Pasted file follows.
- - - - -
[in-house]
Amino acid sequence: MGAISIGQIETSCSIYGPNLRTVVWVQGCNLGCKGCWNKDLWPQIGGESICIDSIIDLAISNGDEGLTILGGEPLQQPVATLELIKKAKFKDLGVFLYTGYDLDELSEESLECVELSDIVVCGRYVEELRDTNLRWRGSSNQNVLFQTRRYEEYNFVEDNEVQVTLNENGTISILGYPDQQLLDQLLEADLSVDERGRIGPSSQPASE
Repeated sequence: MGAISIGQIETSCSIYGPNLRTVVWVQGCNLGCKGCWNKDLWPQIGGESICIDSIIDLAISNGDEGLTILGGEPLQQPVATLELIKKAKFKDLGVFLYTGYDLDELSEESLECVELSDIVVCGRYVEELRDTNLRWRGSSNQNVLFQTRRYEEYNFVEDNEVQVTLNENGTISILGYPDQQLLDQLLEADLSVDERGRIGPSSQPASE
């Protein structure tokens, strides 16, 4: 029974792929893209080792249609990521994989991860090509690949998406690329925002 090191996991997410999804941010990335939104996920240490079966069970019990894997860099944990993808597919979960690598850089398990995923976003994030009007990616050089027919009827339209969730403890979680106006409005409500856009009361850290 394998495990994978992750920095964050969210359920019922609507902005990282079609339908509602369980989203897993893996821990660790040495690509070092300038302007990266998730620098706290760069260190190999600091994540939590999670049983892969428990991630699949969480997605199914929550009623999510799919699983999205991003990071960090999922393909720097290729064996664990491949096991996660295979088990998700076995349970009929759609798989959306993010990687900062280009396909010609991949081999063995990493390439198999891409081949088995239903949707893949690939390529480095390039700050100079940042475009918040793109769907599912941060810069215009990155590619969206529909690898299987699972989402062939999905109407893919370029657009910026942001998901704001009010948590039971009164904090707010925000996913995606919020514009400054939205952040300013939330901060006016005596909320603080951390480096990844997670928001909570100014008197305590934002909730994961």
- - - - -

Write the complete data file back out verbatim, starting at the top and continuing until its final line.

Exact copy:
[in-house]
Amino acid sequence: MGAISIGQIETSCSIYGPNLRTVVWVQGCNLGCKGCWNKDLWPQIGGESICIDSIIDLAISNGDEGLTILGGEPLQQPVATLELIKKAKFKDLGVFLYTGYDLDELSEESLECVELSDIVVCGRYVEELRDTNLRWRGSSNQNVLFQTRRYEEYNFVEDNEVQVTLNENGTISILGYPDQQLLDQLLEADLSVDERGRIGPSSQPASE
Repeated sequence: MGAISIGQIETSCSIYGPNLRTVVWVQGCNLGCKGCWNKDLWPQIGGESICIDSIIDLAISNGDEGLTILGGEPLQQPVATLELIKKAKFKDLGVFLYTGYDLDELSEESLECVELSDIVVCGRYVEELRDTNLRWRGSSNQNVLFQTRRYEEYNFVEDNEVQVTLNENGTISILGYPDQQLLDQLLEADLSVDERGRIGPSSQPASE
């Protein structure tokens, strides 16, 4: 029974792929893209080792249609990521994989991860090509690949998406690329925002 090191996991997410999804941010990335939104996920240490079966069970019990894997860099944990993808597919979960690598850089398990995923976003994030009007990616050089027919009827339209969730403890979680106006409005409500856009009361850290 394998495990994978992750920095964050969210359920019922609507902005990282079609339908509602369980989203897993893996821990660790040495690509070092300038302007990266998730620098706290760069260190190999600091994540939590999670049983892969428990991630699949969480997605199914929550009623999510799919699983999205991003990071960090999922393909720097290729064996664990491949096991996660295979088990998700076995349970009929759609798989959306993010990687900062280009396909010609991949081999063995990493390439198999891409081949088995239903949707893949690939390529480095390039700050100079940042475009918040793109769907599912941060810069215009990155590619969206529909690898299987699972989402062939999905109407893919370029657009910026942001998901704001009010948590039971009164904090707010925000996913995606919020514009400054939205952040300013939330901060006016005596909320603080951390480096990844997670928001909570100014008197305590934002909730994961």